Cannella Patisserie & Creperie 300 Hamilton Row, Birmingham; 248-203-9704: Serving fancy pastries and delicious crêpes, Cannella offers treats with intriguing combinations. In the Normandie crêpe, raspberries are cooked combined with apple slices and brie and folded inside and scattered fresh on top. The desserts are also carefully constructed with unique blends of flavors. It opens for breakfast and stays open until midnight on weekends for the post-movie crowd across the street at the Uptown Palladium 12. 

Champagne Chocolates 54 Cherry St., Mt. Clemens; 586-468-1170: Boxed chocolates, toffees, "clusters" — bite-sized chunks of chocolate-coated peanuts, almonds, raising, dried cherries, or coconut — or "barks" — cooled sheets of chocolate mixed with fruit and nuts that are broken into delectable shards. You'll also find a creative assortment of wedding favors — and even sugar-free chocolate. Ask about their "chocolate parties," which give kids and adults alike the opportunity to create your own confections. 

Chocolate Bar Café 20737 Mack Ave., Grosse Pointe Woods; 313-881-2888: This old-fashioned soda fountain serves classic sundaes, malts, real sodas and some of the best homemade chocolates around. The Chocolate Bar Café still serves the same Alinosi chocolate and ice cream that has been around since 1921. Along with the usual desserts, the Chocolate Bar Café offers special made-to-order cakes, cupcakes and treats. You can even customize a box of truffles or even personalize a chocolate bar with your own logo.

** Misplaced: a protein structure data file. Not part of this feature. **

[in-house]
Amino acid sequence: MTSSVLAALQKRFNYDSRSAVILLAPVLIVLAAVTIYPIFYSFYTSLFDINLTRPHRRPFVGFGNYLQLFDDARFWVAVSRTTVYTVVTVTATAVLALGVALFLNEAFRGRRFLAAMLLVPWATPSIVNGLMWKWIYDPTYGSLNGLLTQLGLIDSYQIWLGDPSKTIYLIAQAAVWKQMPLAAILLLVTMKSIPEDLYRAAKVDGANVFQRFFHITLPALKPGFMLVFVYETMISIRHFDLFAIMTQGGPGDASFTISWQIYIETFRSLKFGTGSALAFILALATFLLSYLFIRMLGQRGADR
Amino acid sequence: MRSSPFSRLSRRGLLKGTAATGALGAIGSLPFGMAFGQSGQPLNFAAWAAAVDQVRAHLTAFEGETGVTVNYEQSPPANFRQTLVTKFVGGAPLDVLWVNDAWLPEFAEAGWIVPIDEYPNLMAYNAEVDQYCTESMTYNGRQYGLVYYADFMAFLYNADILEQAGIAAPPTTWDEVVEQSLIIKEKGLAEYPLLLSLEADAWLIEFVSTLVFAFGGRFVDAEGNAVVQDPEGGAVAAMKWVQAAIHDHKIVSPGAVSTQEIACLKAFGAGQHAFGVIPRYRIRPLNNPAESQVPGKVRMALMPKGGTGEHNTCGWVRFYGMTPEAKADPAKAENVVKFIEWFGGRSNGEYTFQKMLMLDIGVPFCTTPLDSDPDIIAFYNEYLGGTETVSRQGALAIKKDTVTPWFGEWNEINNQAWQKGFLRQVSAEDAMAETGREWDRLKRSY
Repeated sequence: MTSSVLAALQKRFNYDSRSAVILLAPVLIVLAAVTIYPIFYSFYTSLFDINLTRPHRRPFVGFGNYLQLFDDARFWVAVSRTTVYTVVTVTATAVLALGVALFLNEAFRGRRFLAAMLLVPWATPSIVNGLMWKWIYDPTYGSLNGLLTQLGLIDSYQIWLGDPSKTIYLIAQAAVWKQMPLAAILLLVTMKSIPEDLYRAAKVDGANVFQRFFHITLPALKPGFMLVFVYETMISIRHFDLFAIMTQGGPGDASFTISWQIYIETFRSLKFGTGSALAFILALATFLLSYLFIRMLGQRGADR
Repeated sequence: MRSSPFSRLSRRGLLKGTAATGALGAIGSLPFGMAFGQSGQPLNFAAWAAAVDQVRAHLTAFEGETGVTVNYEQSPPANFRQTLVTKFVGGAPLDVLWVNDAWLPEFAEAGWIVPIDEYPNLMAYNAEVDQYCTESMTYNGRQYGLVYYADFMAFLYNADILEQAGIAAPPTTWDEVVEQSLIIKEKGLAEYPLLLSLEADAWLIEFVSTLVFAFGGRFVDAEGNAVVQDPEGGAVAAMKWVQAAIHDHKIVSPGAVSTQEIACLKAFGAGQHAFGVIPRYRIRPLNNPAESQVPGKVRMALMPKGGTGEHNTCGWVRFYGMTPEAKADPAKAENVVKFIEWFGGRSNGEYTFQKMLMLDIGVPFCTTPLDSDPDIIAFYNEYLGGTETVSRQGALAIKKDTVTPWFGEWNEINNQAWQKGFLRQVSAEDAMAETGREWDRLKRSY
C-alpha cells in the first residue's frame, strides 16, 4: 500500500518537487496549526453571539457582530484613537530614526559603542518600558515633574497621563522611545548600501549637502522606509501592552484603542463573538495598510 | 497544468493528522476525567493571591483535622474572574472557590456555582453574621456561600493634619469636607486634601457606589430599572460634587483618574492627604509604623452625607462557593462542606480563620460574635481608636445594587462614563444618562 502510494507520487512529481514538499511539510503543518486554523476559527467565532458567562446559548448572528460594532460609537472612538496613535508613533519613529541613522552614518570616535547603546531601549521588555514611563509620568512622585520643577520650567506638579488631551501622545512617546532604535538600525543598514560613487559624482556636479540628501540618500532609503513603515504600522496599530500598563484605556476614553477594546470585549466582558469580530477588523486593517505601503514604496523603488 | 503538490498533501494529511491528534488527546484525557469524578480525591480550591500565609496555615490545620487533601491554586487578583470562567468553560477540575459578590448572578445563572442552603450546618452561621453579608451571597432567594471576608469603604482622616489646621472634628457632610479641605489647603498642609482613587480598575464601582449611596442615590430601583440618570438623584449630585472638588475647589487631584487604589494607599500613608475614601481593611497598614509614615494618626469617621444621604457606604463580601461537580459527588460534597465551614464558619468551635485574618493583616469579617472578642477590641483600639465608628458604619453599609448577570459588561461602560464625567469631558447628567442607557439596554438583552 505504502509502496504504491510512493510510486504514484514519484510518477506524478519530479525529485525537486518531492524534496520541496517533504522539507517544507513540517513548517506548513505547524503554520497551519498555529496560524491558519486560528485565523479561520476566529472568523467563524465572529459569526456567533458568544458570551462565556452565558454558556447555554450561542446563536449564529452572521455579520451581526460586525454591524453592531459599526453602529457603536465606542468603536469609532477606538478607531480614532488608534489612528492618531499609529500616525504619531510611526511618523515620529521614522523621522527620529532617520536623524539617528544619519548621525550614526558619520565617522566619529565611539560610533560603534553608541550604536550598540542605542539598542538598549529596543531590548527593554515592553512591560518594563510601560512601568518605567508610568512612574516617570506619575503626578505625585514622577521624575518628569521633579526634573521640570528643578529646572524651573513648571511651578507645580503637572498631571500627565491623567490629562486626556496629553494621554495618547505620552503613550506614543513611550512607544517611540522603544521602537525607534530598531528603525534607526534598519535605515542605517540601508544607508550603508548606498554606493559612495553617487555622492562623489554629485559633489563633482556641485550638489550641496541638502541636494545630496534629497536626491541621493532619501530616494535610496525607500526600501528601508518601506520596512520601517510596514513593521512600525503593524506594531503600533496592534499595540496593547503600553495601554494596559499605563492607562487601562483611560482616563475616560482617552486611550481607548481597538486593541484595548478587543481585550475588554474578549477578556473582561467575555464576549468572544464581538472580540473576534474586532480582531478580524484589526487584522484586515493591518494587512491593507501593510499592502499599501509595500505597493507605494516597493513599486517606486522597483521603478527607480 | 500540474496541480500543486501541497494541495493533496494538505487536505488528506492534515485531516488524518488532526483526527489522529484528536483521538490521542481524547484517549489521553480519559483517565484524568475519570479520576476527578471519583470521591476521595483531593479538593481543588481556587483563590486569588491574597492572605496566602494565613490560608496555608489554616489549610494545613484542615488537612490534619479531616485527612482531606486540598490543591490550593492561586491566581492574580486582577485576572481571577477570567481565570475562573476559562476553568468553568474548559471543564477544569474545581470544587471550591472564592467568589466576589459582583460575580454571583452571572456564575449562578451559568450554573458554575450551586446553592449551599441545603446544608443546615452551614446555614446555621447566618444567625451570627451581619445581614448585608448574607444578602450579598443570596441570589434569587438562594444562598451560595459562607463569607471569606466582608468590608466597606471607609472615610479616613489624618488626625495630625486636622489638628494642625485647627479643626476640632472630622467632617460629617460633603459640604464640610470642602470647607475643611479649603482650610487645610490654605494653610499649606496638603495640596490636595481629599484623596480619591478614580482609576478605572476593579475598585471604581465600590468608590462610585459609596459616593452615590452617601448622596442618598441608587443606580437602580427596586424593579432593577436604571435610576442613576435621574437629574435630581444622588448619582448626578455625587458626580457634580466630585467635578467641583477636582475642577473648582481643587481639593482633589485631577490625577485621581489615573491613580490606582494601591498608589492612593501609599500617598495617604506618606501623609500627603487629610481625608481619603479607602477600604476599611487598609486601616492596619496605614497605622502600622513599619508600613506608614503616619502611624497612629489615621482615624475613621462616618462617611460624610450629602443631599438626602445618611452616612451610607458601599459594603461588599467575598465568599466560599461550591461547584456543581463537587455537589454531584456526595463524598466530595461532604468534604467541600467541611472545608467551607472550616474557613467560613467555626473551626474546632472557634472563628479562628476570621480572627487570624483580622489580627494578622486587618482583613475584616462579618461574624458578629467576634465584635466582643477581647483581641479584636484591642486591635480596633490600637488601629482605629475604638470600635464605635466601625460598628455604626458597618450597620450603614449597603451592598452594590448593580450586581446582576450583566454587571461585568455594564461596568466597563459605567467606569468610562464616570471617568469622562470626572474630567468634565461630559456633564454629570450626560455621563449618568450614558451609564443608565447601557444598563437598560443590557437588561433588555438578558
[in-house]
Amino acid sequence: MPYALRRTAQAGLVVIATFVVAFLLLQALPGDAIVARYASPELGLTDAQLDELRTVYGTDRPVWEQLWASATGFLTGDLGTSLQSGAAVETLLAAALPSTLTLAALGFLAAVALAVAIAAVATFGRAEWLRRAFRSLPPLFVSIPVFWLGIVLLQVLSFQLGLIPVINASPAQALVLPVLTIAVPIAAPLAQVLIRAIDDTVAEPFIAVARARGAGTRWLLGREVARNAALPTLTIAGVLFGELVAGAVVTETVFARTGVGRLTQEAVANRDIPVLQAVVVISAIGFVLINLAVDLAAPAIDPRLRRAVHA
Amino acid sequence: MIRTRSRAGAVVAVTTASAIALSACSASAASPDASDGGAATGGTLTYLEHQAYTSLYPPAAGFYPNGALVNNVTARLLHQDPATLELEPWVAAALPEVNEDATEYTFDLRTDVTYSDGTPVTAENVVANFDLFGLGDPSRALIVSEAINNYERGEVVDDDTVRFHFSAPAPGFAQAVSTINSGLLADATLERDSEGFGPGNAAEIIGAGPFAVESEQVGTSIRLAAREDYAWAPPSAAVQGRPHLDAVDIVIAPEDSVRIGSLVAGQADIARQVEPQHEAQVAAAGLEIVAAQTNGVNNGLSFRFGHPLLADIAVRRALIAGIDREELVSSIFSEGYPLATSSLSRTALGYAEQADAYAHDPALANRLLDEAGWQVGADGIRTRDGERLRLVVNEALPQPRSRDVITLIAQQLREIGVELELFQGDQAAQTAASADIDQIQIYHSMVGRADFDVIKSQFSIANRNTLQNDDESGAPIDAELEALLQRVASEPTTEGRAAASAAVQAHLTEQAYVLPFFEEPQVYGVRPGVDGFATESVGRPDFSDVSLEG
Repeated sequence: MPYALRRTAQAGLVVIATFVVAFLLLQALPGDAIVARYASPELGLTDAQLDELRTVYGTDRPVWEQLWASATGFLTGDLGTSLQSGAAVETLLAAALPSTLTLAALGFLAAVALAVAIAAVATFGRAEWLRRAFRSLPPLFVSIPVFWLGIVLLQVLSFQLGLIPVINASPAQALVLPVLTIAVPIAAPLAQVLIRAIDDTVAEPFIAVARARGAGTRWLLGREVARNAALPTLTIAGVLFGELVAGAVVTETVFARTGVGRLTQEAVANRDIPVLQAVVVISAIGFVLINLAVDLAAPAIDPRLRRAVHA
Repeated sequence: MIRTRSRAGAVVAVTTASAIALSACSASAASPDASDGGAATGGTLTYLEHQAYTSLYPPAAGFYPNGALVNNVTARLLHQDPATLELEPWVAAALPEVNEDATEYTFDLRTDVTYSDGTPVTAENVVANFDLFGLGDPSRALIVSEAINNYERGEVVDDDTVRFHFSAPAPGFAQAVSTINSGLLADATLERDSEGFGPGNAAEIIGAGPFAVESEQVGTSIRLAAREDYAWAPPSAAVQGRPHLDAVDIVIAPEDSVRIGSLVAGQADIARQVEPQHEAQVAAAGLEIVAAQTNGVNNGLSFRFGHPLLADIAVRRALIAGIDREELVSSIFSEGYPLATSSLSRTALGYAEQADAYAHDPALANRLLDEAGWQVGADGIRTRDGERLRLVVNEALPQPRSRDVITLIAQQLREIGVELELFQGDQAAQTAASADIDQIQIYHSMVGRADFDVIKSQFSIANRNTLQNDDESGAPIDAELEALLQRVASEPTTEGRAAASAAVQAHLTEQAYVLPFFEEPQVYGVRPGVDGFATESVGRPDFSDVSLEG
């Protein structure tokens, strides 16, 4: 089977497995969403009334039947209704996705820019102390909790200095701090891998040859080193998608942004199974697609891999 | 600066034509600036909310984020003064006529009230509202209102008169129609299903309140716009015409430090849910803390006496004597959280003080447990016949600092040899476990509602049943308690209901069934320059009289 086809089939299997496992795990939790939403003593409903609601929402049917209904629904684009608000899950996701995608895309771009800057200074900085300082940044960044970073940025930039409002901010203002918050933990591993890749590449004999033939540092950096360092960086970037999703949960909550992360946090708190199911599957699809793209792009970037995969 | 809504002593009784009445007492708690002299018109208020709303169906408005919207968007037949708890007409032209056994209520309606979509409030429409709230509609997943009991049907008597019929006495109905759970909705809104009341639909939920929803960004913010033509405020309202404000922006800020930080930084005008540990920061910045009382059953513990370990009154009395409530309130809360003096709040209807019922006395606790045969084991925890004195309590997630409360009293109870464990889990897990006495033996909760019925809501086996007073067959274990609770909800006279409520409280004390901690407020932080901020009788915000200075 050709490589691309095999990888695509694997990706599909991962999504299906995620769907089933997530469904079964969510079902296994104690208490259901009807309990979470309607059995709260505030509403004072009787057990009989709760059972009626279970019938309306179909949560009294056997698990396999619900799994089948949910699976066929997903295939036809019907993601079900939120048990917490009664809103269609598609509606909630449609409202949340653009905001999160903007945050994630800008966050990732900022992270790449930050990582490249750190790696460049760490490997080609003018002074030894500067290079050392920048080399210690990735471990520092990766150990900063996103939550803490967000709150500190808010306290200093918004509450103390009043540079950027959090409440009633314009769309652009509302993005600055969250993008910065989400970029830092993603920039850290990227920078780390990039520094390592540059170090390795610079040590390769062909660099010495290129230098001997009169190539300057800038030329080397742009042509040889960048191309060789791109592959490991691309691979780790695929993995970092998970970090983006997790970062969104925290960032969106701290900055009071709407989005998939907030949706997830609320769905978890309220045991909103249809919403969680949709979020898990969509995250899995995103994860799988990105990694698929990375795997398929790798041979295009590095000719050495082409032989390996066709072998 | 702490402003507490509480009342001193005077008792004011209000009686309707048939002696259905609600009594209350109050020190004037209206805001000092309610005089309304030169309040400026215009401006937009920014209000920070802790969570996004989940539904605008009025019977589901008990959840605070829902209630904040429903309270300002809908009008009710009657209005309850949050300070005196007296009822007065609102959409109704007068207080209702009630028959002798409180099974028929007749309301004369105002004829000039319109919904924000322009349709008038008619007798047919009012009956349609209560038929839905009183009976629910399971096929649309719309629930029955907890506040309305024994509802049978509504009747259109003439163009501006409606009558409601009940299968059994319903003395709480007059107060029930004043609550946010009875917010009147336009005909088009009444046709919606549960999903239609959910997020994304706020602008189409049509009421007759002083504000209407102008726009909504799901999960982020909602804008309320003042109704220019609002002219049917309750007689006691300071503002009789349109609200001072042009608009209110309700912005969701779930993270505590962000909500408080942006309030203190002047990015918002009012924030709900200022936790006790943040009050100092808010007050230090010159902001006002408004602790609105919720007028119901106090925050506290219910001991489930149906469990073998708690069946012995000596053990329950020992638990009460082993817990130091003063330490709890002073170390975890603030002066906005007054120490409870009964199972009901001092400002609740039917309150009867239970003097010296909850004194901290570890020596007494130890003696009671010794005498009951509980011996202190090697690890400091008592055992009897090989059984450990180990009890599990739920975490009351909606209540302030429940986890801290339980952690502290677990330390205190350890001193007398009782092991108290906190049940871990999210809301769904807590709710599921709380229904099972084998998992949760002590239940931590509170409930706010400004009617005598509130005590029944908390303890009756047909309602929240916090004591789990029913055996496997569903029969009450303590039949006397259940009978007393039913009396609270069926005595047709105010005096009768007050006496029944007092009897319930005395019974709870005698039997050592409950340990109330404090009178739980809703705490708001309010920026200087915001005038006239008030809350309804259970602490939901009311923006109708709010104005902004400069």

Clark's Ice Cream & Yogurt 3312 12 Mile Rd., Berkley; 248-541-6560: With about 60 different flavors, Clark's is a well-stocked roadside stand with a small lobby inside and benches and picnic tables outside. The stand has been in business for about 30 years, as Clark's for almost 20. They sell Blizzard-like Clark's Chillers, with soft-serve, Oreos and Butterfingers, as well as a host of hand-dipped cones. The most popular flavors of ice cream include "moose tracks" (a vanilla-chocolate mixed with peanut butter cups), amaretto cherry and butter pecan. Cones come in regular, sugar and waffle. A two-scoop cone runs between $3 (child's size) and $3.75 (adult size). Open from 1 to 9 p.m., with expanded hours as summer gets hotter.

Christine's Cakes and Pastries 45883 Hayes Rd., Shelby Twp.; 586-566-5545: As the name suggests, cakes are right up front on Christine's product lines, and they come in more than a half-dozen flavors, with options that include rich butter cream frosting and their "famous" poured-chocolate cakes. The pastry choices include more than a dozen tortes, as well as cannolis, chocolate mousse tarts, cream puffs, éclairs, cordials, brownies, strawberry crêpes and a full line of gourmet cookies. Christine's has a reputation for using only the finest ingredients.